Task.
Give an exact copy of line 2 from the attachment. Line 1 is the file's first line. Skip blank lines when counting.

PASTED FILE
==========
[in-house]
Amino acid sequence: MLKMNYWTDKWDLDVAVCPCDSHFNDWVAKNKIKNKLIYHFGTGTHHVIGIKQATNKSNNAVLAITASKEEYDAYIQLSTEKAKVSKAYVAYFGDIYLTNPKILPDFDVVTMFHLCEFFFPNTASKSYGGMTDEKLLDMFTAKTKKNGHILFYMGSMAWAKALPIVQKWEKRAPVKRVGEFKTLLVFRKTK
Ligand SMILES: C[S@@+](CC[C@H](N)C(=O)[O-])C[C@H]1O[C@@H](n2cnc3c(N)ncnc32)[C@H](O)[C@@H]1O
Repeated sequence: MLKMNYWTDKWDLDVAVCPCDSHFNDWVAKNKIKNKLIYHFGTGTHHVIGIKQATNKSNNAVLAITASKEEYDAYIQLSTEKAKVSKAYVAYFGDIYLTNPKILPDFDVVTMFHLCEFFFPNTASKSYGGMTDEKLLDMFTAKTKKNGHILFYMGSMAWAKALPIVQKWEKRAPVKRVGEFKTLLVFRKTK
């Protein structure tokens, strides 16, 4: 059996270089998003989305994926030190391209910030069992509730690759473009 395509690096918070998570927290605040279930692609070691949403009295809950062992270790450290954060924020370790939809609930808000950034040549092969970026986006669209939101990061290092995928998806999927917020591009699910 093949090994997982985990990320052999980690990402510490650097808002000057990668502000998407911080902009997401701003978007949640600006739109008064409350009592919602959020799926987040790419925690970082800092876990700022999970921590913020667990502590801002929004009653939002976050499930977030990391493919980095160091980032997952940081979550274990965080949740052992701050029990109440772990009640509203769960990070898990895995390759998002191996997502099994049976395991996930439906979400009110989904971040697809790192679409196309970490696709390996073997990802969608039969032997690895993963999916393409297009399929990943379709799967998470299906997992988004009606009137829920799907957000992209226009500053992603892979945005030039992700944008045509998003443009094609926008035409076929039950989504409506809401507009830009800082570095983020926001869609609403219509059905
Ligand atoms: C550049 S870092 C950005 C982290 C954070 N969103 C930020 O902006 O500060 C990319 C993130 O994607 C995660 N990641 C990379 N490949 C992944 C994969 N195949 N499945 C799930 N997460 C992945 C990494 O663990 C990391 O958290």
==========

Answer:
Amino acid sequence: MLKMNYWTDKWDLDVAVCPCDSHFNDWVAKNKIKNKLIYHFGTGTHHVIGIKQATNKSNNAVLAITASKEEYDAYIQLSTEKAKVSKAYVAYFGDIYLTNPKILPDFDVVTMFHLCEFFFPNTASKSYGGMTDEKLLDMFTAKTKKNGHILFYMGSMAWAKALPIVQKWEKRAPVKRVGEFKTLLVFRKTK